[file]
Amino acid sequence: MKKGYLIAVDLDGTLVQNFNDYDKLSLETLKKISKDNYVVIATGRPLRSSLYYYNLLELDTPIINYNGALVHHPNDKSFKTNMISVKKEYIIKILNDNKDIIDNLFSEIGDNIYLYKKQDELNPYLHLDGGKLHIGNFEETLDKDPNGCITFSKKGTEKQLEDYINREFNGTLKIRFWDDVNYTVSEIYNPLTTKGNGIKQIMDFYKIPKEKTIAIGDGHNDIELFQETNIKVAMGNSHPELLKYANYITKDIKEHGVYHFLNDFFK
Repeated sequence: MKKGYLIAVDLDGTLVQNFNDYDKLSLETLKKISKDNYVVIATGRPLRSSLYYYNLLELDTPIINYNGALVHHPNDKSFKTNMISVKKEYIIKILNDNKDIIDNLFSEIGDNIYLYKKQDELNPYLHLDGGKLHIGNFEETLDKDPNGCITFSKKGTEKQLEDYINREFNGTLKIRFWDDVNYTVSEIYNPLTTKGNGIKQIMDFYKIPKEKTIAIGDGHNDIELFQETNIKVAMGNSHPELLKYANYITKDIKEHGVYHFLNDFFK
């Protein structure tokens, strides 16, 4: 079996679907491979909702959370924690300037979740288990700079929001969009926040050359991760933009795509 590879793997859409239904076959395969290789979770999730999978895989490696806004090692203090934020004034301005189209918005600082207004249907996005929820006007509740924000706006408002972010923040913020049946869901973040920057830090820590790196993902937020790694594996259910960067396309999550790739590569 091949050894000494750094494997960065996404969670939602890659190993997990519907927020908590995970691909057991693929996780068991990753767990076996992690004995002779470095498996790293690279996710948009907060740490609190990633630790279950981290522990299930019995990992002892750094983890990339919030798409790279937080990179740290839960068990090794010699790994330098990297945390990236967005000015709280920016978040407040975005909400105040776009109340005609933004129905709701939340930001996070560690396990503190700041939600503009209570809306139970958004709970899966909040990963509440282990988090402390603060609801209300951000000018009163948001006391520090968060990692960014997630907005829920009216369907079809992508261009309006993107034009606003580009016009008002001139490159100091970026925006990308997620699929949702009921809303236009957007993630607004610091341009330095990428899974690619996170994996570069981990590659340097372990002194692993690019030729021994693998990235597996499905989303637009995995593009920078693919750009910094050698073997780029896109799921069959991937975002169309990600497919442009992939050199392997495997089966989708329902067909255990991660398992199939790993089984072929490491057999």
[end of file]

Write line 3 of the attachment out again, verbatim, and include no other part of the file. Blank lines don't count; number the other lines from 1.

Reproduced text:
């Protein structure tokens, strides 16, 4: 079996679907491979909702959370924690300037979740288990700079929001969009926040050359991760933009795509 590879793997859409239904076959395969290789979770999730999978895989490696806004090692203090934020004034301005189209918005600082207004249907996005929820006007509740924000706006408002972010923040913020049946869901973040920057830090820590790196993902937020790694594996259910960067396309999550790739590569 091949050894000494750094494997960065996404969670939602890659190993997990519907927020908590995970691909057991693929996780068991990753767990076996992690004995002779470095498996790293690279996710948009907060740490609190990633630790279950981290522990299930019995990992002892750094983890990339919030798409790279937080990179740290839960068990090794010699790994330098990297945390990236967005000015709280920016978040407040975005909400105040776009109340005609933004129905709701939340930001996070560690396990503190700041939600503009209570809306139970958004709970899966909040990963509440282990988090402390603060609801209300951000000018009163948001006391520090968060990692960014997630907005829920009216369907079809992508261009309006993107034009606003580009016009008002001139490159100091970026925006990308997620699929949702009921809303236009957007993630607004610091341009330095990428899974690619996170994996570069981990590659340097372990002194692993690019030729021994693998990235597996499905989303637009995995593009920078693919750009910094050698073997780029896109799921069959991937975002169309990600497919442009992939050199392997495997089966989708329902067909255990991660398992199939790993089984072929490491057999």